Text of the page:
Ellis Carrington was born, I dunno, almost as an experiment. I wrote an M/M/M short story for an anthology (at first I thought I was going to write erotica), thinking “what the hell?” and people liked it…and *I* liked creating it. I started probably half a dozen others before I finished anything else, but eventually I realized that Ellis was a very demanding, pushy bitch, she *really* wanted to write romance (more power to the erotica writers out there but it was not her bag exactly), and if I didn’t let her have airtime, my/our life was going to be a living hell. LOL. I love how I sound like I have a split personality.
Damon: Yay for literary psychosis! ~ My own craziness comes out in other ways: obsessive over-research and things I bury for re-readers because I love that kinda stuff. LOLOL
Ellis: Don’t I know it. And truthfully, I envy you. I wanna ride on a fire truck too! Now. D. You like to hide easter eggs, inside jokes, etc in your writing. Do you have a favorite?
Damon: Yeah. Busted.
Hmmm. I have a feeling this may sound pretty wanky-pants, so I apologize in advance. I think my favorite easter egg to date is the Dean Martin cover of “You’re nobody…” in Hot Head, which bookends the story. Each occurrence gives a slightly different slice of the song… and each slice is a direct comment on some part of all the characters listening at that moment. Finding ways to weave that in made me so happy because the reference evokes the part of Brooklyn and the era which distinguishes Hot Head while being a White Noise meta-moment and maps a mini character arc for Dante AND most everyone can sing it the moment they see it on the page. So the song became a kind of narrative dart that gathered a bunch of story pleats together in a clean way.
Ellis: Love that.
Damon: But that may just be me jerking myself off. The quintuple pun in Hot Head’s title gets the most comments, probably. Grown Men has satirical injokes scattered throughout about industry and politics and media, also a bunch of call-backs between that novella and Seedy Business, its prequel; fans do write to ask if they’re intentional which makes me so happy in ways I can’t articulate. I feel so honored when folks read things closely. In the new steampunk book, I’ve gotten so insane that I designed and drafted a full map of the city, there are demented classical allusions all the way through the thing, and the character names are each elaborate etymological jokes. Ridiculous, but it entertains me (and hopefully keen-eyed readers) to no end. Even readers who don’t find the easter eggs “sense” that there is movement under the waters, and that always makes the world feel alive in a book.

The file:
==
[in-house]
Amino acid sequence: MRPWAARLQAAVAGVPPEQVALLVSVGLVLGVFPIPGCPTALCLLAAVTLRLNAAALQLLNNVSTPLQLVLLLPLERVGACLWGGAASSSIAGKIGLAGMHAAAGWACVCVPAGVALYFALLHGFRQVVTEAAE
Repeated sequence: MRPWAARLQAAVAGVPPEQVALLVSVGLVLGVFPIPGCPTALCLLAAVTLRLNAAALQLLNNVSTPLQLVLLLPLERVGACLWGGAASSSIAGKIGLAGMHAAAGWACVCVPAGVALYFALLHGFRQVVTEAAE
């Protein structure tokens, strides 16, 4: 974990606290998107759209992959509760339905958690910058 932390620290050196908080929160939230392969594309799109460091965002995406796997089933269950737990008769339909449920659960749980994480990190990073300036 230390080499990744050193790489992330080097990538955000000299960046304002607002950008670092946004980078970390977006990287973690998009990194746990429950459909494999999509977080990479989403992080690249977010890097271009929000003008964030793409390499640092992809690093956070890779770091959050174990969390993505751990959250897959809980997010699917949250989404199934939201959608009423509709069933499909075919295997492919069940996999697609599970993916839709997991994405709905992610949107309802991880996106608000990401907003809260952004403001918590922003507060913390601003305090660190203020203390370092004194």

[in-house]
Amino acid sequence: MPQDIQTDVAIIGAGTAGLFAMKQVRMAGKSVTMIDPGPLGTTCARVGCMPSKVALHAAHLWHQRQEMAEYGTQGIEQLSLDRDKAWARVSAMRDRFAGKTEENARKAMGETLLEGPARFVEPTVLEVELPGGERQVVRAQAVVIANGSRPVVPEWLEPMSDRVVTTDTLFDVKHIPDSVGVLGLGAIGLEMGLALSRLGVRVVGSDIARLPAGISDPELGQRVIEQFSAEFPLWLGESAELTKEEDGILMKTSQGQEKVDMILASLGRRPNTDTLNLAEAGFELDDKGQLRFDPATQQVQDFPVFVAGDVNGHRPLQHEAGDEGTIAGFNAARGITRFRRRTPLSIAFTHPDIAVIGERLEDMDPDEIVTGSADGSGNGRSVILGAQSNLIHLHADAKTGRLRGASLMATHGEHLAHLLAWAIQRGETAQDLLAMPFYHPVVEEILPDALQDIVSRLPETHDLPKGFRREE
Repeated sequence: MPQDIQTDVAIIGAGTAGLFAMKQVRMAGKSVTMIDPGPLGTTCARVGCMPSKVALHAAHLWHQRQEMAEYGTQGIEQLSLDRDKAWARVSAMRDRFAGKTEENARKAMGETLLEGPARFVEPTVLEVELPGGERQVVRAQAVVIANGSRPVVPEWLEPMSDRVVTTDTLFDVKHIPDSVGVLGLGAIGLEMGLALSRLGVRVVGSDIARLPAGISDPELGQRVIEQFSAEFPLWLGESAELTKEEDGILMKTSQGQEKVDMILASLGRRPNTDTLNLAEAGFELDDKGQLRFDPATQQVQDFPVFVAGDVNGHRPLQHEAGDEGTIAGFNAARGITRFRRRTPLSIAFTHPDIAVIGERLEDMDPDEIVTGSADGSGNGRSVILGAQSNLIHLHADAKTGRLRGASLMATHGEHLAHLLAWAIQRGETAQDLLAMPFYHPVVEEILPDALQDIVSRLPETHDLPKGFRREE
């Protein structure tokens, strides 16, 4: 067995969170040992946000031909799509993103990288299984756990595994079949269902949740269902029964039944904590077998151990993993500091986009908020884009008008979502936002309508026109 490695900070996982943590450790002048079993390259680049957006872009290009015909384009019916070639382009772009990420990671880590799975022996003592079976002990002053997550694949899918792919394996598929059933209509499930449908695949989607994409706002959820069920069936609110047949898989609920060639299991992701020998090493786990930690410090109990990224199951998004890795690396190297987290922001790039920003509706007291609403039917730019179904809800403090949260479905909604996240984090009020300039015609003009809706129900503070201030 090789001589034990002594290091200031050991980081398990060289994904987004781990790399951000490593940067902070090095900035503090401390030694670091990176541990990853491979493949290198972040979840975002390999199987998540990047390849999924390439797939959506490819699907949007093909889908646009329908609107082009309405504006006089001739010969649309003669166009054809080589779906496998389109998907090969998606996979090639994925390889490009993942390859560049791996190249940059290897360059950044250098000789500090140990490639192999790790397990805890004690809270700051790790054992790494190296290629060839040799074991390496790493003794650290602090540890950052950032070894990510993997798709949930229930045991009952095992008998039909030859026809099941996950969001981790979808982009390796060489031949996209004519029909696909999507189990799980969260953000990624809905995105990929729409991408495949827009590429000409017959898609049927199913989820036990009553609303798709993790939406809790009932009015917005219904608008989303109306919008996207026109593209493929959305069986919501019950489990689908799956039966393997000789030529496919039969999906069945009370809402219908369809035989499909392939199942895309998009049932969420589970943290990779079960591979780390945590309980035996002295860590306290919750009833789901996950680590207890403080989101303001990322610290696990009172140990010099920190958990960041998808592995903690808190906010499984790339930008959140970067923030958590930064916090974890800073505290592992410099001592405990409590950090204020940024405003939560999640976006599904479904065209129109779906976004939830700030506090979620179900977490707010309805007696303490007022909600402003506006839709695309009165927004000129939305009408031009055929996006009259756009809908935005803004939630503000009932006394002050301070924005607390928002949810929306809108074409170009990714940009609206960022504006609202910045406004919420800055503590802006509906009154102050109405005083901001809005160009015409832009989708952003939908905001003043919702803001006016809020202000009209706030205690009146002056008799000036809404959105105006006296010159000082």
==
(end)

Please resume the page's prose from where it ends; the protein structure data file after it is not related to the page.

Ellis, as a proud member of the the B’s in the LGBT alphabet salad, I know you have an appreciation of the lads and the ladies… and yet you wound up getting down on the rug with with the All-Male Adventure playset. How did you make your way into gay romance?
Ellis: First, I want you to know I had to read that question twice because it made me giggle so hard. I can actually trace my love and fascination of gay men all the way back to high school, when my girlfriend at the time and I found a copy of the “The New Joy of Gay Sex” at the local library, and we were both so fascinated by it that we read it cover to cover for HOURS. GREAT pictures in that book. I still have a copy. I like to say we stole it because it sounds naughtier that way, but really what happened was we checked it out and claimed we lost it so we could just pay a fine and not have to return it again. Fast-forward about fifteen years, I received my first Kindle as a Christmas gift and downloaded my first couple of gay romance novels, and I was irrevocably in love. It was like being reunited with an old friend.